Backpacking in the Escalante
Although walking through the trackless desert to the head of the Gulch was indeed wild and beautiful, we were looking forward to transitioning into the Gulch itself. We wanted to experience the beauty of our desert campsite in the light, after all.
We made excellent time, though, arriving at Scorpion Gulch, which at this point was a small, nondescript-looking wash. A short walk down the wash, however, revealed an abrupt change of character, as the small wash poured off a huge overhanging wall into a wide, broad canyon. This was Scorpion Gulch proper.
The way down into the Gulch wasn't going to be here, however - not unless we wanted to rappel down hundreds of feet! The route description mentioned an access sand dune on the north side of the Gulch, so we hiked out of the wash and along the northern rim of the high walls. And, sure enough, within fifteen minutes, we encountered a huge dune of sand that had piled up against the north wall of the Gulch, allowing us to plunge step down through soft sand to the floor of the gulch. We were in!
Scorpion Gulch was very dry in it's upper part. There was no indication of any perennial water; everything was bone dry and mainly sandy. It wasn't until we'd walked for an hour or so, crossing a couple of big sand dunes, that we finally saw some trees and vegetation ahead in the bottom of the canyon. A sure indicator of moisture!
There was no discernable path to speak of in the bottom of the canyon, something I was a little surprised at, since the route description did make mention of one. This became a slight problem as we entered a more riparian habitat, with sections of bush that we had to force our way through. Still, it was nice to be in an area of vegetation, and the small trickle of moisture amidst the bottom of the reeds we were trampling through was reassuring - it would be our water source for the night, after all.
After hiking up, down and through a mixed array of cottonwood trees, Gambel oaks, and low brush, we finally found a faint path. It was pretty much at the point where it became obvious we were in the ledgy Kayenta formation, and soon it became a most pleasant little ledgewalk trail, leading down the increasingly deep canyon. It was nearing dinner time at this point, and everyone was keen to get to our campsite for the night. We had been walking for about six hours at this point.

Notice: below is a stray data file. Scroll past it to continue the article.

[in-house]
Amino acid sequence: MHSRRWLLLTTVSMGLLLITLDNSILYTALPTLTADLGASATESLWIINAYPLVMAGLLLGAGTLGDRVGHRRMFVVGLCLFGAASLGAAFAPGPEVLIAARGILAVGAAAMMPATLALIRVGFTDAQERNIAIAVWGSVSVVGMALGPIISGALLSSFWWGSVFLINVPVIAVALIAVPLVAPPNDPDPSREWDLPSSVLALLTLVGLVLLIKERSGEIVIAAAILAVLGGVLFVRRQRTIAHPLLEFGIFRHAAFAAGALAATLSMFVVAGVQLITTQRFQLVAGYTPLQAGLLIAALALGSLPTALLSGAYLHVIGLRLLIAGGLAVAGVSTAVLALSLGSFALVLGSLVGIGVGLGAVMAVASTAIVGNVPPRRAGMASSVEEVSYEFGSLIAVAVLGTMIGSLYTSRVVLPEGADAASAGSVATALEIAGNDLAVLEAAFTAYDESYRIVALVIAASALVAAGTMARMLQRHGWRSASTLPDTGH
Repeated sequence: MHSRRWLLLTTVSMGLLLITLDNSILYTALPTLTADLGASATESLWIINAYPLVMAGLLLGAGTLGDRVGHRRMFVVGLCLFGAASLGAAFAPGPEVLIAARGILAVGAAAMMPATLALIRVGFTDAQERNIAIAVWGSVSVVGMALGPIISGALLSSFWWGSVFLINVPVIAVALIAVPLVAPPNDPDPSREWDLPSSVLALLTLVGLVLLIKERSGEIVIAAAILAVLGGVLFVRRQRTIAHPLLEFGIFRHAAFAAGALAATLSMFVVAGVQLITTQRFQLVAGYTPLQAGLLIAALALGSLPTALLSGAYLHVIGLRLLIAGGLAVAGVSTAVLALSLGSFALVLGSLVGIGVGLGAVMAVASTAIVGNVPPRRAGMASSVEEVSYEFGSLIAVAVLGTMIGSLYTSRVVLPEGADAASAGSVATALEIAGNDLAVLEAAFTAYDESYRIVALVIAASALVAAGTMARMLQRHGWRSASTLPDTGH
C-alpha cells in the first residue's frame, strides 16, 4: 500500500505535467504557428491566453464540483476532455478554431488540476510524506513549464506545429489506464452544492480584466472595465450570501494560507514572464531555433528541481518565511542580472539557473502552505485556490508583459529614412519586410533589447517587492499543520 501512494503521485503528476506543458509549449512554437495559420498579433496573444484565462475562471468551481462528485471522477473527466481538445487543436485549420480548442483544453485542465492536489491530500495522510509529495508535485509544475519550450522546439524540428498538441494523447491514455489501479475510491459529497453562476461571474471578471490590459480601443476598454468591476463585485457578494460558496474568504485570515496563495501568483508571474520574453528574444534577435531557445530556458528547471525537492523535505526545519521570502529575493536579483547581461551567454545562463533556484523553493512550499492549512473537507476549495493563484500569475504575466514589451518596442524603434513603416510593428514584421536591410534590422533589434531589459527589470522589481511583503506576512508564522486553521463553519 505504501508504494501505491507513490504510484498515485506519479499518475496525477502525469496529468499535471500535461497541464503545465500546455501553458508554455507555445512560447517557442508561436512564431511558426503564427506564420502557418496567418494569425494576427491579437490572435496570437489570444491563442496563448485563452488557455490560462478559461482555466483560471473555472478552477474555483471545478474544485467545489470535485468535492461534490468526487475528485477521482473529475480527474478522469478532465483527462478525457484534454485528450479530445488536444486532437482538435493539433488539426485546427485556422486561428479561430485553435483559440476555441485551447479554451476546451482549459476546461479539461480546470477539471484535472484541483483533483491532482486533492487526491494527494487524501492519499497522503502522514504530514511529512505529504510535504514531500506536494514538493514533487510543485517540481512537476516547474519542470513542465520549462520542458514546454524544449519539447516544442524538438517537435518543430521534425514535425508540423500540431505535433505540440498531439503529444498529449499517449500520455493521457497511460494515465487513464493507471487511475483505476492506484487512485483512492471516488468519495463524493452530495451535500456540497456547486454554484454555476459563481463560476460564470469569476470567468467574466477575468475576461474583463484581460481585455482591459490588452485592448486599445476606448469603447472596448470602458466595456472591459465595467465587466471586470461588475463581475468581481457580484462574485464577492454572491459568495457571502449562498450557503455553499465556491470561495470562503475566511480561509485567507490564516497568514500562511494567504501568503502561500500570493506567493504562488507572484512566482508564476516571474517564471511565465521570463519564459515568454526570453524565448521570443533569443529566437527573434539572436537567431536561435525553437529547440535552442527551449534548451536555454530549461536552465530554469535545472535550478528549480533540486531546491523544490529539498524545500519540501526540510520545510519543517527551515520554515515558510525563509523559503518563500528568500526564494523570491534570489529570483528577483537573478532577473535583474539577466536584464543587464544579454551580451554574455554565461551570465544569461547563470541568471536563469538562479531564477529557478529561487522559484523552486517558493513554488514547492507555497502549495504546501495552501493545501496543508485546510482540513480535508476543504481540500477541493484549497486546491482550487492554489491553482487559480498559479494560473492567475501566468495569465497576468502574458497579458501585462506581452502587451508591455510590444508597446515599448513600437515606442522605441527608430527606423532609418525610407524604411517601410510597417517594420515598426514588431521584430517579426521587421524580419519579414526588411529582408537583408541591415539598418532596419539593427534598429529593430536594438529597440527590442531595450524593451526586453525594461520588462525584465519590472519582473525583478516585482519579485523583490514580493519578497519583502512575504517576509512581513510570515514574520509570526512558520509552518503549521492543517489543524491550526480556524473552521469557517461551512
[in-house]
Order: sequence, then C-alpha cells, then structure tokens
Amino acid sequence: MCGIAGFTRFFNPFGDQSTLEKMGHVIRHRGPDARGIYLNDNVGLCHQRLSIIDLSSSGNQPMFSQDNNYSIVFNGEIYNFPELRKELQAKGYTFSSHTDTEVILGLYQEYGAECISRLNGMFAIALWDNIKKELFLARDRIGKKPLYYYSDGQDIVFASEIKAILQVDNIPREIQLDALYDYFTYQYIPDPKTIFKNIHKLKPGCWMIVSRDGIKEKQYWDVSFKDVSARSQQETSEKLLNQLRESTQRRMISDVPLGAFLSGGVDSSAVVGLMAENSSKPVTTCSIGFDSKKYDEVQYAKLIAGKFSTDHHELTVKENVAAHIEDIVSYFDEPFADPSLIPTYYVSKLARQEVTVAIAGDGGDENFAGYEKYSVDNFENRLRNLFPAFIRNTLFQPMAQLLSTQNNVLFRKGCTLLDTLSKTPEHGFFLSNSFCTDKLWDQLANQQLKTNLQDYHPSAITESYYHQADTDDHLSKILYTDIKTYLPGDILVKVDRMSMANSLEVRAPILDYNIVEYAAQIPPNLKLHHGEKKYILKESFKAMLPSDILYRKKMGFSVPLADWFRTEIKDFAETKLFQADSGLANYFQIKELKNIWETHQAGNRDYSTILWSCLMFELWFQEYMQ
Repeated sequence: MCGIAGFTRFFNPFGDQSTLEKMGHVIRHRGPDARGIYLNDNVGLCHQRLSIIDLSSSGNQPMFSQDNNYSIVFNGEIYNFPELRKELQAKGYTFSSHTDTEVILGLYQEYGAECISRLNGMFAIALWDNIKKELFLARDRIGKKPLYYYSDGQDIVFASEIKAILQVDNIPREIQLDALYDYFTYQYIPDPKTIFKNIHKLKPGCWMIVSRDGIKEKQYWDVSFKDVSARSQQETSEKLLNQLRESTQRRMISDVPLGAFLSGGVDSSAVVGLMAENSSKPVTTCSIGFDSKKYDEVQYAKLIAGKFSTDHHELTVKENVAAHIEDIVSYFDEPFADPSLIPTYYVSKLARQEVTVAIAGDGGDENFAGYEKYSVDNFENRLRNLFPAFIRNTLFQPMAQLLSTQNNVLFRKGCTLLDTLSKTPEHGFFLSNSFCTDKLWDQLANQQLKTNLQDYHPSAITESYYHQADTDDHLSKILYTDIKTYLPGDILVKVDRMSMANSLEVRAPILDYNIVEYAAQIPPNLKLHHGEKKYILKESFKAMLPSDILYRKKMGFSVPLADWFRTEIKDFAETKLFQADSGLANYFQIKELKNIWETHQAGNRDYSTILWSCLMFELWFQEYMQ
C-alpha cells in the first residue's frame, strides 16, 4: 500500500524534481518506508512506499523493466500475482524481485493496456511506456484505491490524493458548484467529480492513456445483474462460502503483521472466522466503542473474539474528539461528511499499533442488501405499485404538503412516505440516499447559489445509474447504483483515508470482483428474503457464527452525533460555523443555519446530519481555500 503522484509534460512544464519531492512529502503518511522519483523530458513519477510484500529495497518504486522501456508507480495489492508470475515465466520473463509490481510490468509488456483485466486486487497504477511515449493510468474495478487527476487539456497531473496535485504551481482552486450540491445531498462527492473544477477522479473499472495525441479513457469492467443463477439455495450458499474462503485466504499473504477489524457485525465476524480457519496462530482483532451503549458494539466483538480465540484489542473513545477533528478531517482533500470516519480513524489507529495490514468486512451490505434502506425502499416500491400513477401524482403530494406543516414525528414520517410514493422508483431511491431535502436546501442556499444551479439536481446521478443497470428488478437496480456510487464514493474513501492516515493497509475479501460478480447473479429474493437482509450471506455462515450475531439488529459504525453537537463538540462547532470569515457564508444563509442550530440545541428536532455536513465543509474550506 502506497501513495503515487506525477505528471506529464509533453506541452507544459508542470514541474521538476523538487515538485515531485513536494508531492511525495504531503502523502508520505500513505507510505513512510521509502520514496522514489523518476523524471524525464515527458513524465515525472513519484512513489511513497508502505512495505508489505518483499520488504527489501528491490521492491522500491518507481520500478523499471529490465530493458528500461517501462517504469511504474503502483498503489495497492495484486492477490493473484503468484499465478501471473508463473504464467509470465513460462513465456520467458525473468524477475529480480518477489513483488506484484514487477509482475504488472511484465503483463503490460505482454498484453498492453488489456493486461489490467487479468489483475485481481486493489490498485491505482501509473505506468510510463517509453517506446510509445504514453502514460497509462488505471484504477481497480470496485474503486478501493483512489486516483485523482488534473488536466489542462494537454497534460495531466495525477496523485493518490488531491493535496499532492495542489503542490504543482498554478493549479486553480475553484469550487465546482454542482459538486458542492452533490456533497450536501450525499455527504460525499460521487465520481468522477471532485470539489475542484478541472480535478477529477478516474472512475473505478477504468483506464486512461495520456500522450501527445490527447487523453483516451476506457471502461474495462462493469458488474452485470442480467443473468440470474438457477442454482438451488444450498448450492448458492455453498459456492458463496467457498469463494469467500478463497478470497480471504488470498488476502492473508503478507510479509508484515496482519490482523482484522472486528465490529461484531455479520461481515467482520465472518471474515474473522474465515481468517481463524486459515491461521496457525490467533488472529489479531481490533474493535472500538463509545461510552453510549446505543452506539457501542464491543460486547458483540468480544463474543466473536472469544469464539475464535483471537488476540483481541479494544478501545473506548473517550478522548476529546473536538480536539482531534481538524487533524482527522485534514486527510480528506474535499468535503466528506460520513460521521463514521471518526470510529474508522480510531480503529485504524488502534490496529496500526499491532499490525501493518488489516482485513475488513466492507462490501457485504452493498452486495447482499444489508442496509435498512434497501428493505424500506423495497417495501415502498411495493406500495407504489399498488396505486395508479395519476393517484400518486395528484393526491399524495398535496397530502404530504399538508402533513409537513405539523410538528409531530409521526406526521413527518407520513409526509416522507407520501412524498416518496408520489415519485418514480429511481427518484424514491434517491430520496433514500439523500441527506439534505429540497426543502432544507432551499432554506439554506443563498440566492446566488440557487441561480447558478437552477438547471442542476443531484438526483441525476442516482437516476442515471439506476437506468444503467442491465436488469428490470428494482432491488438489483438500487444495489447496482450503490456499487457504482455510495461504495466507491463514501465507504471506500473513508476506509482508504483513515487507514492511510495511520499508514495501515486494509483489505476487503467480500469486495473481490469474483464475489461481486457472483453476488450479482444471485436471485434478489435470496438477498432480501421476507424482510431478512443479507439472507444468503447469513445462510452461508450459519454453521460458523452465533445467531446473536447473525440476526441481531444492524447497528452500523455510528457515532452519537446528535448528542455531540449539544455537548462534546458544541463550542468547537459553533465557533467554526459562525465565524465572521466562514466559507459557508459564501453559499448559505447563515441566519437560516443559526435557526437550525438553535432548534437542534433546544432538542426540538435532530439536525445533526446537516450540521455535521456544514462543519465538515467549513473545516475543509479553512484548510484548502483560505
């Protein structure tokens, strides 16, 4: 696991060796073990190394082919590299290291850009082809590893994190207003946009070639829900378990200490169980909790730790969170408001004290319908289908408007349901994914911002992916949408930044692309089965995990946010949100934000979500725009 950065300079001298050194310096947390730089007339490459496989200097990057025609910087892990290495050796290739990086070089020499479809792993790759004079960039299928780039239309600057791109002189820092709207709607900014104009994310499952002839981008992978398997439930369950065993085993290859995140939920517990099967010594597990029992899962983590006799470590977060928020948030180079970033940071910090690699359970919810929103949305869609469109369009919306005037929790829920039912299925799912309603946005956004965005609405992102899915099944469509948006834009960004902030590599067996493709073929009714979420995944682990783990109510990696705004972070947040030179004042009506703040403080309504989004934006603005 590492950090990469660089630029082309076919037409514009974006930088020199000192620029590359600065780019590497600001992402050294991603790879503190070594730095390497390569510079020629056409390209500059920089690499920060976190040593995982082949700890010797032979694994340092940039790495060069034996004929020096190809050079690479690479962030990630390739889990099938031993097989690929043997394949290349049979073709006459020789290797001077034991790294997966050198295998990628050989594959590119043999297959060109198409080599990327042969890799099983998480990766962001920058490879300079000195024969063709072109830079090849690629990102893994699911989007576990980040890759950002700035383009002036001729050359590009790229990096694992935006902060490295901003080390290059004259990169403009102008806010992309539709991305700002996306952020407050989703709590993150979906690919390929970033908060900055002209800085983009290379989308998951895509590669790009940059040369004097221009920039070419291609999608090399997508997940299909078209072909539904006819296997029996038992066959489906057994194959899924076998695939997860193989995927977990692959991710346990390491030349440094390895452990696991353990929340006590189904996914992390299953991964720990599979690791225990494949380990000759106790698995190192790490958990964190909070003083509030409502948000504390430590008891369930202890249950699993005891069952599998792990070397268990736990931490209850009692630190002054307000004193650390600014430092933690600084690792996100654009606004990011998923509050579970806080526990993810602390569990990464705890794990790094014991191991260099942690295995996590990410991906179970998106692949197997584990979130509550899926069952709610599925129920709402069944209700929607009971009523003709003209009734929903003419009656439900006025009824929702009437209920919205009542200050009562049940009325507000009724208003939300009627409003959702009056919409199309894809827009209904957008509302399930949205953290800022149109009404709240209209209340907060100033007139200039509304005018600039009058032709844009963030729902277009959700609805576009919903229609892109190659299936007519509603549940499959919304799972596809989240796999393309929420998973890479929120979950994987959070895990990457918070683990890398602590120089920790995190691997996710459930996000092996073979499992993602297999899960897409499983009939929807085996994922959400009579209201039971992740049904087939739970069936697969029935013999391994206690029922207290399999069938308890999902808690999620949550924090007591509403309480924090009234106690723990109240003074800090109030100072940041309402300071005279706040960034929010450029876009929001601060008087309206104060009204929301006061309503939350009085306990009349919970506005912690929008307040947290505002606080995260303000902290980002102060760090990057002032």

The semi-stagnant moisture in the bottom of the Gulch had now turned into a delightful little clear stream, flowing and falling over the many small drops in this part of the canyon. There were some potential campsites starting to become apparent at this point, and I had to reassure everyone that the area where we wanted to camp was still ahead. The troops were getting impatient!
Sure enough, about 10 minutes later, the canyon made a sharp left where a side-canyon entered. The orientation of the canyon was now such that the afternoon sun nicely streamed down, and the watercourse widended into a pretty series of very shallow (just a few inches deep) pools. Surely this was the place mentioned in the guidebook!
The guidebook indicated that it was more appropriate to camp in the "sandy wash below the pools", but I couldn't really find any such spot, so I suggested that we camp near the pools, but stay on solid rock to avoid creating any record of human presence. Unfortunately, Pu didn't think it was a big deal to camp off the bare rock, and I couldn't convince him otherwise.
Fiery sunset colors
The beautiful locale, bright sun, and reasonable hour meant that we were able to have a nice, relaxing dinnertime, sitting out in the open in the late-day light. Even with our delayed start, day 1 of our backpack had turned out pretty well, and I was looking forward to day 2 - our hike along the Escalante! Later on, the sunset light against the walls of Navajo Sandstone above generated an beautiful, intense orange light. A fitting end to a very nice day!
Interactive Trackmap & Photo Points - Scorpion Gulch Backpack Day 1 - Click map to expand
Elevation over Distance, Day 1
Elevation over Time, Day 1
Hike Data - Scorpion Gulch Backpack, Day 1
* : +/- 75 feet
Total Elevation Gain:
Total Elevation Loss:
* : +/- 75 feet